Most creators are in agreement that podcasts enable people to consume information while on-the-go, thus encouraging them to put out content in the audio format. After two seasons of ‘Take 2’ with Rajiv Masand and ‘Kissa Khwabon Ka’ with Audible, Anupama Chopra is a big fan of podcasts. Currently, her venture ‘Film Companion’ posts audio versions of their reviews and interviews. Anupama explains, “I love audio, it’s so interesting and convenient. When I’m in the car or going somewhere, podcasts are my way to not just be entertained, but informed in knowledge.”
Podcasts are seen as a more mature version of entertainment; they give people an opportunity to delve into deeper conversations. Amit Verma, host of ‘The Seen and the Unseen’, revealed in an interview, “People crave deep content, especially because most media in these times are catering to the lowest common denominator and serving up shallow, simplistic content. Audio gives you the scope to go deep.”
And the simple fact is, there is an audience out there who knows what they want and demand this kind of content. Joe Rogan and his podcast ‘The Joe Rogan Experience’ are testament to that. The podcast has been ranking high in viewership for a long time now and most recently has been revealed to be drawing in 11 million viewers per episode on an average. While reminiscing with his former co-host on the podcast, he said, “There’s no way I could have predicted it.
How could anybody have predicted it? We started off with zero listeners and just not thinking that it was going to be anything other than just fu*king around.” Even amidst controversy, the podcast legend claimed that he saw a spike in followers and revealed to a website, “It’s interesting, my subscriptions went up massively — that’s what’s crazy. During the height of it all, I gained 2 million subscribers.”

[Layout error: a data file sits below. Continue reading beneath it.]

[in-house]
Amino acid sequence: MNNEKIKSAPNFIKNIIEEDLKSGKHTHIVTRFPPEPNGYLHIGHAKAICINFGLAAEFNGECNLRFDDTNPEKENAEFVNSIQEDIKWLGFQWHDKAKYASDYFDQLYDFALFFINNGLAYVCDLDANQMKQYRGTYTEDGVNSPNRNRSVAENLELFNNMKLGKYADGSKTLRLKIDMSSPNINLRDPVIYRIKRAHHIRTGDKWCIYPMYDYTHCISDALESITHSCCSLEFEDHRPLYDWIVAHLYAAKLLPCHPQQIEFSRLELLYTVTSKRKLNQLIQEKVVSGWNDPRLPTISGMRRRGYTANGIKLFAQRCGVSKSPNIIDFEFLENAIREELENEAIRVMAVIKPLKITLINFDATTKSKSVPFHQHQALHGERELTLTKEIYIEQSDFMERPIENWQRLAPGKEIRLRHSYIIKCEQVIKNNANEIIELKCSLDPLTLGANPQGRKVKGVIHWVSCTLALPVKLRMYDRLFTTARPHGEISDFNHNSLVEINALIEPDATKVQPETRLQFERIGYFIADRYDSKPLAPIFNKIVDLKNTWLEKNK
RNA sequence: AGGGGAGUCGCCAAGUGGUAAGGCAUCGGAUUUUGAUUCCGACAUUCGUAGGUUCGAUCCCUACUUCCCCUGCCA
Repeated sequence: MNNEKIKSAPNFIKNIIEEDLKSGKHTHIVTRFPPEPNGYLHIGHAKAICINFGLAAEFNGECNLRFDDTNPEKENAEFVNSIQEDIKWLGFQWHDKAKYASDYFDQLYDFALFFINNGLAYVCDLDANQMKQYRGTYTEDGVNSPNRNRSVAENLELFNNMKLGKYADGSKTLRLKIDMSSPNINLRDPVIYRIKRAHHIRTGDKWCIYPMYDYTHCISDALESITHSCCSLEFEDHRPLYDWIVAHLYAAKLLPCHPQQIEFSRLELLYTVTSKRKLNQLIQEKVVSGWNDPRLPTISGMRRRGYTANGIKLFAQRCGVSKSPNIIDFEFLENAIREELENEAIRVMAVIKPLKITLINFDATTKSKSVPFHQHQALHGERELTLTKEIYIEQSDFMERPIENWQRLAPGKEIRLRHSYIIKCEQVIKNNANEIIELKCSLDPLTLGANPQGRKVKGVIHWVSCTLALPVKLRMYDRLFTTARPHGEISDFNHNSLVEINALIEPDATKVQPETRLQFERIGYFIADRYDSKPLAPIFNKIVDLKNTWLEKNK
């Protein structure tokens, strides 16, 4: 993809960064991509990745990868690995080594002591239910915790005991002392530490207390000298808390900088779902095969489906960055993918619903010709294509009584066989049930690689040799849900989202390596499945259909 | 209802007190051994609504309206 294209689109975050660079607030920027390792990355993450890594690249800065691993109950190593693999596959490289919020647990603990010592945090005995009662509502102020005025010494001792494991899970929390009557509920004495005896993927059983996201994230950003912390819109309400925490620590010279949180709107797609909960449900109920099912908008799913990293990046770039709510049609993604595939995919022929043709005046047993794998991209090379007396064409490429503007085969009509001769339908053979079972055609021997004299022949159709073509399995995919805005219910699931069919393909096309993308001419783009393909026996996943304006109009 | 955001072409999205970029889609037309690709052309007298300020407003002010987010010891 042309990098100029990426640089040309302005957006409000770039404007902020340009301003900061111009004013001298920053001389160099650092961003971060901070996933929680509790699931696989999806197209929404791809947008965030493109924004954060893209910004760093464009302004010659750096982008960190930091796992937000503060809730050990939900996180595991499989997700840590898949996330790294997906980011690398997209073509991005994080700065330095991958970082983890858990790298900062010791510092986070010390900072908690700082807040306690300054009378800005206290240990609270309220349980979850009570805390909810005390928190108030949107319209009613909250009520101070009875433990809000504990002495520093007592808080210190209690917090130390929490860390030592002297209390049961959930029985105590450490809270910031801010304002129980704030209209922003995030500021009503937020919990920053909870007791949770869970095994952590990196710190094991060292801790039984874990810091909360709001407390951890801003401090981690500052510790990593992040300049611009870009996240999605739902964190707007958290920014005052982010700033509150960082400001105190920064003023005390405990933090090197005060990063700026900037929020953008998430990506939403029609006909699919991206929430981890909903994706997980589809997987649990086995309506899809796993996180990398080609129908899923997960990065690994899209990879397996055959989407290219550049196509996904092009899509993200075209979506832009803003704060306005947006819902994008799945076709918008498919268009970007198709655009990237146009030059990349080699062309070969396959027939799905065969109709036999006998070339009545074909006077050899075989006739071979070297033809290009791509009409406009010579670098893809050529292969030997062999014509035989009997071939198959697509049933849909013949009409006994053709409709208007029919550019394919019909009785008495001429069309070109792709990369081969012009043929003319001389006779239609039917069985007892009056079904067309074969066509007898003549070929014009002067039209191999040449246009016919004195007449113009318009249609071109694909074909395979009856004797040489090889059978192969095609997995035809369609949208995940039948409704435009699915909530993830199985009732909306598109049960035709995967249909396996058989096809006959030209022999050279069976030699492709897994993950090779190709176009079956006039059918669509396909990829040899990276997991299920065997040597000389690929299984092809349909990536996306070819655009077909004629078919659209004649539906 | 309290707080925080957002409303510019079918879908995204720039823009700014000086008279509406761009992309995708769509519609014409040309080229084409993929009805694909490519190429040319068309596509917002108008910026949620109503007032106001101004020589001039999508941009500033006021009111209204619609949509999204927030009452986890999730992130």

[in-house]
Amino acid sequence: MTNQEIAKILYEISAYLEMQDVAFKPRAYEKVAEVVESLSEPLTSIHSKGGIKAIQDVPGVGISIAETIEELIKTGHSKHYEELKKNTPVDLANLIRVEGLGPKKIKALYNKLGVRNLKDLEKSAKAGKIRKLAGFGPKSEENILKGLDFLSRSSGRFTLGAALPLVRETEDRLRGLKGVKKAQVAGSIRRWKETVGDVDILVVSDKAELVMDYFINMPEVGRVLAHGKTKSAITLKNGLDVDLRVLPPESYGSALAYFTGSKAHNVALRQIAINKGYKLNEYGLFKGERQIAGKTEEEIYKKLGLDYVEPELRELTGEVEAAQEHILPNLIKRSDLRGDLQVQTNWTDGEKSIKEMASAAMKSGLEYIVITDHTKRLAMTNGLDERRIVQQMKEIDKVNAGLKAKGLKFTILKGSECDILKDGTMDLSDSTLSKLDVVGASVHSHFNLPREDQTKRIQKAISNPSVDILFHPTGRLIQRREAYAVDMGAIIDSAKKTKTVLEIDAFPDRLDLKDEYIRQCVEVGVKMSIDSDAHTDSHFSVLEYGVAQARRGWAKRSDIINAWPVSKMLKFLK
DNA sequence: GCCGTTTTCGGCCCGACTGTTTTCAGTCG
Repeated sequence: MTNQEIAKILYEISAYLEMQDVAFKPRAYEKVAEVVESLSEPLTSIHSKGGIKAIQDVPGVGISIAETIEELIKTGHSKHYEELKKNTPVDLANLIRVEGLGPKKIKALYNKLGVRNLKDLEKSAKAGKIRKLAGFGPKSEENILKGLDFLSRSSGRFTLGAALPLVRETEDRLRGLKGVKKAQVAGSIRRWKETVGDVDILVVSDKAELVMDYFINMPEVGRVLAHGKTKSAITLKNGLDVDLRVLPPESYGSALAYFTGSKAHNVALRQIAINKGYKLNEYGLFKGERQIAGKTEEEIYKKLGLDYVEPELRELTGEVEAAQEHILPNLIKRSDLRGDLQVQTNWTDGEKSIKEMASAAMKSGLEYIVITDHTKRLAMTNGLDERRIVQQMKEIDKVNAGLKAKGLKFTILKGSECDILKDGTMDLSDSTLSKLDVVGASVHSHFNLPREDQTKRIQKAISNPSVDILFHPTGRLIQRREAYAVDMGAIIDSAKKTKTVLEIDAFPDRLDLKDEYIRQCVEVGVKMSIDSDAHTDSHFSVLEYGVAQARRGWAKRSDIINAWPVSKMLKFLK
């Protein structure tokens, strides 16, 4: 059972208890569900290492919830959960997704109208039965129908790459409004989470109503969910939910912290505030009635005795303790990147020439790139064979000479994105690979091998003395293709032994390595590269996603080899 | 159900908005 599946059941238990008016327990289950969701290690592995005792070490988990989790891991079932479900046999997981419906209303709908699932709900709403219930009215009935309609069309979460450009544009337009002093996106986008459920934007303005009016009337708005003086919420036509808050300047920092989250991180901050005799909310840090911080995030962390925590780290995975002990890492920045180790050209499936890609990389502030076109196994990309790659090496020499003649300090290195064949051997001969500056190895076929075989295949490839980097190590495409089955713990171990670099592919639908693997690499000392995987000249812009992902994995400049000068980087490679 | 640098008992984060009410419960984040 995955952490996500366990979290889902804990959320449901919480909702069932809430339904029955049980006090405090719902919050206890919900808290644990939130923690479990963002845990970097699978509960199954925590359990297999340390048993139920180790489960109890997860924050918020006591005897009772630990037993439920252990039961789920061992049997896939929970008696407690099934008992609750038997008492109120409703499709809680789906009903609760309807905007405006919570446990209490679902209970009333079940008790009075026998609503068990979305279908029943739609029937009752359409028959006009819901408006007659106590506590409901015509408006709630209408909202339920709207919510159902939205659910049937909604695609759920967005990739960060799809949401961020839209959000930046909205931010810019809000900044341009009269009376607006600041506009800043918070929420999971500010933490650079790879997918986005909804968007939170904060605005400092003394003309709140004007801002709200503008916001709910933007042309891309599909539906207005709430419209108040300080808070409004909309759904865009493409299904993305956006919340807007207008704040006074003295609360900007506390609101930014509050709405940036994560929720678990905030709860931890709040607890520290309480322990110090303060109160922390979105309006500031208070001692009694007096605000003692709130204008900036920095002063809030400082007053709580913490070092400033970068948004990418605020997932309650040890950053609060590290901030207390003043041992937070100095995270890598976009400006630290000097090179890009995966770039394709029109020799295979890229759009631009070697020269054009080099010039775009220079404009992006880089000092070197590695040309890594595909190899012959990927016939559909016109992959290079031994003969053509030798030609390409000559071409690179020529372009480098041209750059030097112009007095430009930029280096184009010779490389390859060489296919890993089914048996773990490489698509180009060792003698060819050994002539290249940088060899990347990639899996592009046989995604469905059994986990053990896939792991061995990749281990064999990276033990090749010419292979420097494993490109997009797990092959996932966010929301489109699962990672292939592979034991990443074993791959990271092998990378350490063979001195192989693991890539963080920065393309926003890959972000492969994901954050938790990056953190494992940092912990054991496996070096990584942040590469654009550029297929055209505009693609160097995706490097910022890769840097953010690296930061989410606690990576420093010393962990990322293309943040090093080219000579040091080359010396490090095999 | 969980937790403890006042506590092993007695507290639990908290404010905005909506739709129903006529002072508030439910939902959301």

Mixing it up
Most often you can find not only audio but also video versions of podcasts, especially when they are hosted by celebrities or influencers. ‘Cyrus Says’ is a podcast hosted by long-time comedian Cyrus Broacha – with daily content about lifestyle, politics, sports, food, and comedic relief. He says that audience response is key to improving a podcast. Inspired by trendsetters like Joe Rogan, his podcast now posts both audio and video forms because the audience is excited about the visual aspect. “The video format is fun and enables the hosts and guests to be conscious of the audience, and put on a performance for them!”
Opportunities in the making
Creators do feel the burden of the time and resources they spend creating, and inevitably they look for ways to gain profit. With podcasts, a niche community is formed and thus advertisers believe that it can be the next best investment. Hosts usually read out the advertisement themselves and choose to endorse products they stand by or know that the audience will like or benefit from. Consequently, the listeners trust the advertisement and are more likely to invest.
International companies like IAB Pricewaterhouse Cooper estimated spending nearly US$800 million in 2020 on podcast advertising, and expect to double it to US$1.7 billion by 2024. According to eMarketer, the number is very likely to rise to US$2 billion and get closer to US$3 billion by 2025.
Hear to stay
For creators, podcasts are a great way to experiment with content and engage with their audience; while listeners appear to be spoilt for choice. The fact of the matter is that humans enjoy hearing each other speak and have found a way to profit from it. Spending minimal time one can become an expert on their favourite topic, all while performing monotonous tasks. Podcasts are the perfect blend of entertainment and information.